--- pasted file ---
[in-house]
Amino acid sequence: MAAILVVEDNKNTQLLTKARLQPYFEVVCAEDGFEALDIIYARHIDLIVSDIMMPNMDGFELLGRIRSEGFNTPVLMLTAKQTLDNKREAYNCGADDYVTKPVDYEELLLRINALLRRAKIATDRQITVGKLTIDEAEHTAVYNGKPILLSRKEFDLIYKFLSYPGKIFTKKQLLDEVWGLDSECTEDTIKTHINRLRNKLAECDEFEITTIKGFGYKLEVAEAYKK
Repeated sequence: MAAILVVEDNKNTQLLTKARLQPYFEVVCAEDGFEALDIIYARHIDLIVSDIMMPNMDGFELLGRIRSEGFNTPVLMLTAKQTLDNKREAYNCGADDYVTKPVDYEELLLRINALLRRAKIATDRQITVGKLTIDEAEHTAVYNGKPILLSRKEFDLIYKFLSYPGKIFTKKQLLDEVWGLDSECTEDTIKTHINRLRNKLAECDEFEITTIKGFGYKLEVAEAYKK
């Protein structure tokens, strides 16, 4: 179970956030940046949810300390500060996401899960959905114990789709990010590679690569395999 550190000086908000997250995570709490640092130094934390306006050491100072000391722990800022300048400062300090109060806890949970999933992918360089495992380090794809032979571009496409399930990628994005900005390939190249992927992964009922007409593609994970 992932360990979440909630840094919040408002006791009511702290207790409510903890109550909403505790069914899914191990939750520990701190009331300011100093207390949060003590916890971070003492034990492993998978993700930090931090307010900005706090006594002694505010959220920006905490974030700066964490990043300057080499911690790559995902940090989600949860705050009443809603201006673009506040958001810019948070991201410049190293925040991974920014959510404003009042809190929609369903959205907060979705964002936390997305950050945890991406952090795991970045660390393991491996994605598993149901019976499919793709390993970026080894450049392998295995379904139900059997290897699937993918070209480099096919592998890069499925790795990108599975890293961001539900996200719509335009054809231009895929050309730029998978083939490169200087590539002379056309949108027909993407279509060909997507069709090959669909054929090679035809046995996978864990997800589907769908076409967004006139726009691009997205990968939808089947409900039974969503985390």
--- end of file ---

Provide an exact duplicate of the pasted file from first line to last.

[in-house]
Amino acid sequence: MAAILVVEDNKNTQLLTKARLQPYFEVVCAEDGFEALDIIYARHIDLIVSDIMMPNMDGFELLGRIRSEGFNTPVLMLTAKQTLDNKREAYNCGADDYVTKPVDYEELLLRINALLRRAKIATDRQITVGKLTIDEAEHTAVYNGKPILLSRKEFDLIYKFLSYPGKIFTKKQLLDEVWGLDSECTEDTIKTHINRLRNKLAECDEFEITTIKGFGYKLEVAEAYKK
Repeated sequence: MAAILVVEDNKNTQLLTKARLQPYFEVVCAEDGFEALDIIYARHIDLIVSDIMMPNMDGFELLGRIRSEGFNTPVLMLTAKQTLDNKREAYNCGADDYVTKPVDYEELLLRINALLRRAKIATDRQITVGKLTIDEAEHTAVYNGKPILLSRKEFDLIYKFLSYPGKIFTKKQLLDEVWGLDSECTEDTIKTHINRLRNKLAECDEFEITTIKGFGYKLEVAEAYKK
């Protein structure tokens, strides 16, 4: 179970956030940046949810300390500060996401899960959905114990789709990010590679690569395999 550190000086908000997250995570709490640092130094934390306006050491100072000391722990800022300048400062300090109060806890949970999933992918360089495992380090794809032979571009496409399930990628994005900005390939190249992927992964009922007409593609994970 992932360990979440909630840094919040408002006791009511702290207790409510903890109550909403505790069914899914191990939750520990701190009331300011100093207390949060003590916890971070003492034990492993998978993700930090931090307010900005706090006594002694505010959220920006905490974030700066964490990043300057080499911690790559995902940090989600949860705050009443809603201006673009506040958001810019948070991201410049190293925040991974920014959510404003009042809190929609369903959205907060979705964002936390997305950050945890991406952090795991970045660390393991491996994605598993149901019976499919793709390993970026080894450049392998295995379904139900059997290897699937993918070209480099096919592998890069499925790795990108599975890293961001539900996200719509335009054809231009895929050309730029998978083939490169200087590539002379056309949108027909993407279509060909997507069709090959669909054929090679035809046995996978864990997800589907769908076409967004006139726009691009997205990968939808089947409900039974969503985390």